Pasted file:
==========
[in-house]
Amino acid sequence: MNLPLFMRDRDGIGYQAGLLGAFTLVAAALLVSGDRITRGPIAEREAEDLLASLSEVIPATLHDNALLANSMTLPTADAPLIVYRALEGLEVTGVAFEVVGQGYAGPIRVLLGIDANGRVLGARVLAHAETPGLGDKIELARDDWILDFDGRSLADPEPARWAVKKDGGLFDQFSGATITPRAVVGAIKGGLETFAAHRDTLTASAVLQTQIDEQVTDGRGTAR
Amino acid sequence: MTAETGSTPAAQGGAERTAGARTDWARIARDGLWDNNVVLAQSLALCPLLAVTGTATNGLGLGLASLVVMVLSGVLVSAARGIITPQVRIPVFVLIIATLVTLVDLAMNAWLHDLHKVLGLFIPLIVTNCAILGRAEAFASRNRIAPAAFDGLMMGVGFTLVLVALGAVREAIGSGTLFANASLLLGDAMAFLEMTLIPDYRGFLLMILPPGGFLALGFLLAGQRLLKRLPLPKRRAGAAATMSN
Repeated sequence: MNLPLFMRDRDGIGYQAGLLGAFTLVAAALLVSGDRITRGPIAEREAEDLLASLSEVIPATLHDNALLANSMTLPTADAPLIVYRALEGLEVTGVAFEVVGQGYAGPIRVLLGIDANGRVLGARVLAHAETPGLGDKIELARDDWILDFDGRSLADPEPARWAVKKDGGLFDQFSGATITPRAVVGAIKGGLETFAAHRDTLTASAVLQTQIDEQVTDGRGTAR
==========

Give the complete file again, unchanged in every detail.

[in-house]
Amino acid sequence: MNLPLFMRDRDGIGYQAGLLGAFTLVAAALLVSGDRITRGPIAEREAEDLLASLSEVIPATLHDNALLANSMTLPTADAPLIVYRALEGLEVTGVAFEVVGQGYAGPIRVLLGIDANGRVLGARVLAHAETPGLGDKIELARDDWILDFDGRSLADPEPARWAVKKDGGLFDQFSGATITPRAVVGAIKGGLETFAAHRDTLTASAVLQTQIDEQVTDGRGTAR
Amino acid sequence: MTAETGSTPAAQGGAERTAGARTDWARIARDGLWDNNVVLAQSLALCPLLAVTGTATNGLGLGLASLVVMVLSGVLVSAARGIITPQVRIPVFVLIIATLVTLVDLAMNAWLHDLHKVLGLFIPLIVTNCAILGRAEAFASRNRIAPAAFDGLMMGVGFTLVLVALGAVREAIGSGTLFANASLLLGDAMAFLEMTLIPDYRGFLLMILPPGGFLALGFLLAGQRLLKRLPLPKRRAGAAATMSN
Repeated sequence: MNLPLFMRDRDGIGYQAGLLGAFTLVAAALLVSGDRITRGPIAEREAEDLLASLSEVIPATLHDNALLANSMTLPTADAPLIVYRALEGLEVTGVAFEVVGQGYAGPIRVLLGIDANGRVLGARVLAHAETPGLGDKIELARDDWILDFDGRSLADPEPARWAVKKDGGLFDQFSGATITPRAVVGAIKGGLETFAAHRDTLTASAVLQTQIDEQVTDGRGTAR